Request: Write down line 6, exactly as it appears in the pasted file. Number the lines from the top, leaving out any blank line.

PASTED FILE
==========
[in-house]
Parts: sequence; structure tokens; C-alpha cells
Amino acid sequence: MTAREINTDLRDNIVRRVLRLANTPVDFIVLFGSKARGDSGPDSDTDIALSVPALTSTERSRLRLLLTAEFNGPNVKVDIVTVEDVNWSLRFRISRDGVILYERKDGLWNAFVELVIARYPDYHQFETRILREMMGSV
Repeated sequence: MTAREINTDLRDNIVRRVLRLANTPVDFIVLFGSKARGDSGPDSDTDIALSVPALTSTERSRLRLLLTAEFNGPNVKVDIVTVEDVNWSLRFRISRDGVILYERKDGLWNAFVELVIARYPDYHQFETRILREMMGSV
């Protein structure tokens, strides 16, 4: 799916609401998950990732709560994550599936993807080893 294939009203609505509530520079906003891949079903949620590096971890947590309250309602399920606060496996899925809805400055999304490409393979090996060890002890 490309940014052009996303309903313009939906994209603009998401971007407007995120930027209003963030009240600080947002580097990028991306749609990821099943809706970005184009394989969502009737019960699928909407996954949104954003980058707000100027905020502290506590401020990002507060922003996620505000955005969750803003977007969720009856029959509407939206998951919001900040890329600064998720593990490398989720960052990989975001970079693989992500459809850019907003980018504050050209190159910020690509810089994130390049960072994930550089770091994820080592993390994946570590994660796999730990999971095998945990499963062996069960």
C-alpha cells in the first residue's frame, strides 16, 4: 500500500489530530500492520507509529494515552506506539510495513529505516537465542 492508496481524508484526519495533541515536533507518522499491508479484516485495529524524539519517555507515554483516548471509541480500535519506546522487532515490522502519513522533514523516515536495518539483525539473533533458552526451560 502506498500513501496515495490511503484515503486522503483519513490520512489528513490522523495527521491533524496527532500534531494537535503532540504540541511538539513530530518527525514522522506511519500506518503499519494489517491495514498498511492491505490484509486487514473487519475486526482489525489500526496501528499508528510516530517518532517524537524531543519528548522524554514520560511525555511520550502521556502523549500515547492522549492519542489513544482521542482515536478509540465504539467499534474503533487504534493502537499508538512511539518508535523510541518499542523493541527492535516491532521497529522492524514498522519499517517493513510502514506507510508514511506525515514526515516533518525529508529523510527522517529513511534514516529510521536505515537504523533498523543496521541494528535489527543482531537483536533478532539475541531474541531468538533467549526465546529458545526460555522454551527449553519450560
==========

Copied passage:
C-alpha cells in the first residue's frame, strides 16, 4: 500500500489530530500492520507509529494515552506506539510495513529505516537465542 492508496481524508484526519495533541515536533507518522499491508479484516485495529524524539519517555507515554483516548471509541480500535519506546522487532515490522502519513522533514523516515536495518539483525539473533533458552526451560 502506498500513501496515495490511503484515503486522503483519513490520512489528513490522523495527521491533524496527532500534531494537535503532540504540541511538539513530530518527525514522522506511519500506518503499519494489517491495514498498511492491505490484509486487514473487519475486526482489525489500526496501528499508528510516530517518532517524537524531543519528548522524554514520560511525555511520550502521556502523549500515547492522549492519542489513544482521542482515536478509540465504539467499534474503533487504534493502537499508538512511539518508535523510541518499542523493541527492535516491532521497529522492524514498522519499517517493513510502514506507510508514511506525515514526515516533518525529508529523510527522517529513511534514516529510521536505515537504523533498523543496521541494528535489527543482531537483536533478532539475541531474541531468538533467549526465546529458545526460555522454551527449553519450560